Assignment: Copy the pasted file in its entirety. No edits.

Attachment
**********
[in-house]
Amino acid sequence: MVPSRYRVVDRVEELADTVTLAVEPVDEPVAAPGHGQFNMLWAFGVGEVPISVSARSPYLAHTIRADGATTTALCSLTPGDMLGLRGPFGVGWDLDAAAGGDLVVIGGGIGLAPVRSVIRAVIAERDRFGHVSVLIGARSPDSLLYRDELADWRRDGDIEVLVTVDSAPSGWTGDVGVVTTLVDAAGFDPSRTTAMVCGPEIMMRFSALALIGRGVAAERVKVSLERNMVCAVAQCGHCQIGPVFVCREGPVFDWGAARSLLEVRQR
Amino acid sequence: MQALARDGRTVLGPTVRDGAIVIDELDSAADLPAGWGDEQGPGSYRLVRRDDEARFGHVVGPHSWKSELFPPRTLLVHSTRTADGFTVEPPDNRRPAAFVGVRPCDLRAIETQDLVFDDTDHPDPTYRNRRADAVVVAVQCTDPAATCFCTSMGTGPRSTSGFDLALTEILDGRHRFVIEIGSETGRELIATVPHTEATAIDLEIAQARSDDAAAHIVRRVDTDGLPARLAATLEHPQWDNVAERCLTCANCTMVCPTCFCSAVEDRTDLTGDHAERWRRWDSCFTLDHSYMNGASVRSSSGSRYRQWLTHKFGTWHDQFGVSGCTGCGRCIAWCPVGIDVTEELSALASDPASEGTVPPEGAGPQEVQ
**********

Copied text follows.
[in-house]
Amino acid sequence: MVPSRYRVVDRVEELADTVTLAVEPVDEPVAAPGHGQFNMLWAFGVGEVPISVSARSPYLAHTIRADGATTTALCSLTPGDMLGLRGPFGVGWDLDAAAGGDLVVIGGGIGLAPVRSVIRAVIAERDRFGHVSVLIGARSPDSLLYRDELADWRRDGDIEVLVTVDSAPSGWTGDVGVVTTLVDAAGFDPSRTTAMVCGPEIMMRFSALALIGRGVAAERVKVSLERNMVCAVAQCGHCQIGPVFVCREGPVFDWGAARSLLEVRQR
Amino acid sequence: MQALARDGRTVLGPTVRDGAIVIDELDSAADLPAGWGDEQGPGSYRLVRRDDEARFGHVVGPHSWKSELFPPRTLLVHSTRTADGFTVEPPDNRRPAAFVGVRPCDLRAIETQDLVFDDTDHPDPTYRNRRADAVVVAVQCTDPAATCFCTSMGTGPRSTSGFDLALTEILDGRHRFVIEIGSETGRELIATVPHTEATAIDLEIAQARSDDAAAHIVRRVDTDGLPARLAATLEHPQWDNVAERCLTCANCTMVCPTCFCSAVEDRTDLTGDHAERWRRWDSCFTLDHSYMNGASVRSSSGSRYRQWLTHKFGTWHDQFGVSGCTGCGRCIAWCPVGIDVTEELSALASDPASEGTVPPEGAGPQEVQ